81° 41,317N, 17° 23.362E
This year the sea north of Svalbard has been free from ice. This means that the vast pack ice has required some patience to reach, but once you have reached it awaits exciting wildlife and amazing views.
Today our target was to reach the pack ice. Most years the ice streches all the way down to the northern shores of Svalbard, but this year is different, and after more than seven hours cruise northward we finally reached the first ice. Northern fulmar, little auks and brünnich’s guillemots were all flying around the ship as we slowly were making our way through the ice. We were also delighted to see several bearded seals resting on the ice as well. Just before lunch, we spotted another huge group of seals resting on the ice far away in the horizon. As we got closer we could see that many of them had a black and white fur - harp seals! This charismatic Arctic seal is tied to the pack ice and rarely seen in large numbers. Now we had more than one thousand seals resting on the ice in front of the ship! After lunch, we were eager to get a closer look at the seals and therefore we put our Zodiacs into the water as quickly as we could. By carefully approaching the seals with paddles we spent two hours watching the seals before heading back to the ship after another spectacular day in the Arctic.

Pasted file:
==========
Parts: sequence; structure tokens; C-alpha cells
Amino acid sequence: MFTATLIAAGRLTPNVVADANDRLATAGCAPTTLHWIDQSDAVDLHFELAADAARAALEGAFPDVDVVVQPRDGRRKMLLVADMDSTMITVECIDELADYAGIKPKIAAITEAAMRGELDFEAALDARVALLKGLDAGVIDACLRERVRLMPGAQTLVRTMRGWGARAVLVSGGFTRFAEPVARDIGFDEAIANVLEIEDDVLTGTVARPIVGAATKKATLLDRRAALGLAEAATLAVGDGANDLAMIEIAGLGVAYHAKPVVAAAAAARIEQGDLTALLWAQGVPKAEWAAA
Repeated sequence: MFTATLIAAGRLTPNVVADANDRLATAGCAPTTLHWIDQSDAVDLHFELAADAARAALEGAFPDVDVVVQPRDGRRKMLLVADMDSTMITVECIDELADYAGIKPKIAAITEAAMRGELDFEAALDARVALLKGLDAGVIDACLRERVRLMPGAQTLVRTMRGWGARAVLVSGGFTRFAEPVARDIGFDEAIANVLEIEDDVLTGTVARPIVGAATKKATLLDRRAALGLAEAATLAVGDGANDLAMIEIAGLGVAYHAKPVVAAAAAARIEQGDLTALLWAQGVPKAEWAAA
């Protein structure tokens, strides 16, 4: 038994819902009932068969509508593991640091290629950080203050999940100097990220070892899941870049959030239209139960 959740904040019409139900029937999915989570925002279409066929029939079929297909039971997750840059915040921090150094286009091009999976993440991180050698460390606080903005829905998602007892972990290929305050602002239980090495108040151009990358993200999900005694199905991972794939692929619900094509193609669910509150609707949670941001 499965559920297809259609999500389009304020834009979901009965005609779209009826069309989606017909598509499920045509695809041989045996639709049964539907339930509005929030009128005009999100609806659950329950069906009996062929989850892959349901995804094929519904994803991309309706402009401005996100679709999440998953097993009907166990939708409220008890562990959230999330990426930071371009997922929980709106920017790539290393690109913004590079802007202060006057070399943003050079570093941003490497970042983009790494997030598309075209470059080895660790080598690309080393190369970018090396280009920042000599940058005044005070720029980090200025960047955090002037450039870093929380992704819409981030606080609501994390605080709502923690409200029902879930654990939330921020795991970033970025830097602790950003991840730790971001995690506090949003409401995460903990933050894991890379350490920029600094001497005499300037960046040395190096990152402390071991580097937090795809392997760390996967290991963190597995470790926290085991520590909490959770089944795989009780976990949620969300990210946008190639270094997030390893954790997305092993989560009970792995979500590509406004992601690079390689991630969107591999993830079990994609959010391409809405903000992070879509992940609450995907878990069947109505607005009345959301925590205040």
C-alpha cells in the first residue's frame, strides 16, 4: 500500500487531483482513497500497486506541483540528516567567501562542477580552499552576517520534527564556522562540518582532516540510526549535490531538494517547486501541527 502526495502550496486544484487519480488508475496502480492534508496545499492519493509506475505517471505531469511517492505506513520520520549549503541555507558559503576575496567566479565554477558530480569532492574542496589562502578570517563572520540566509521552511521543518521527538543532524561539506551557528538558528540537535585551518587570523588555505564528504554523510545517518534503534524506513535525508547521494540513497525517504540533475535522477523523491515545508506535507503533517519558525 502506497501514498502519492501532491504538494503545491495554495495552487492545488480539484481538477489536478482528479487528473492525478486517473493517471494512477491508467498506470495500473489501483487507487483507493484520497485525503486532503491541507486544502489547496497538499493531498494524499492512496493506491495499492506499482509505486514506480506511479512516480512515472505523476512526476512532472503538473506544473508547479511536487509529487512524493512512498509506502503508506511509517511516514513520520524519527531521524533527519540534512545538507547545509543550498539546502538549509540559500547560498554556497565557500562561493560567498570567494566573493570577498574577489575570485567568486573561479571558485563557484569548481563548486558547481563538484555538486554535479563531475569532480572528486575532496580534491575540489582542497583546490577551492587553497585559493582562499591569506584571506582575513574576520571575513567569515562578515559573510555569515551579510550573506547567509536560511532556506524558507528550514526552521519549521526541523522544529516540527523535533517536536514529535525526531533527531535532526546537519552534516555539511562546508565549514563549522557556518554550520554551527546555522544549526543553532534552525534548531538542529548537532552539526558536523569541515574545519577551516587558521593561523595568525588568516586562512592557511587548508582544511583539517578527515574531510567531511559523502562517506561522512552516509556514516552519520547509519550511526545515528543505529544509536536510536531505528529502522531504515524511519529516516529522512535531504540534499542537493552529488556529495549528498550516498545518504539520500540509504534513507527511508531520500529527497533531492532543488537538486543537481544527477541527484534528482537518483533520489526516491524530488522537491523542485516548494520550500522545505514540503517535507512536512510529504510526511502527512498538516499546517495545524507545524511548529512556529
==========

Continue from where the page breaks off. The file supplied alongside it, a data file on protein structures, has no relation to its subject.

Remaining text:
Since 1999, we have taken travellers on once-in-a-lifetime trips to Svalbard. From May to September our three small expedition ships, carrying only 12 and 53 passengers, explore this magnificent Arctic archipelago. Unpredictability and flexibility are the main keywords when you travel with PolarQuest as the exact route depends on weather, ice conditions and wildlife encounters. Sometimes you might be woken up in the middle of the night if a polar bear has been spotted on the ice.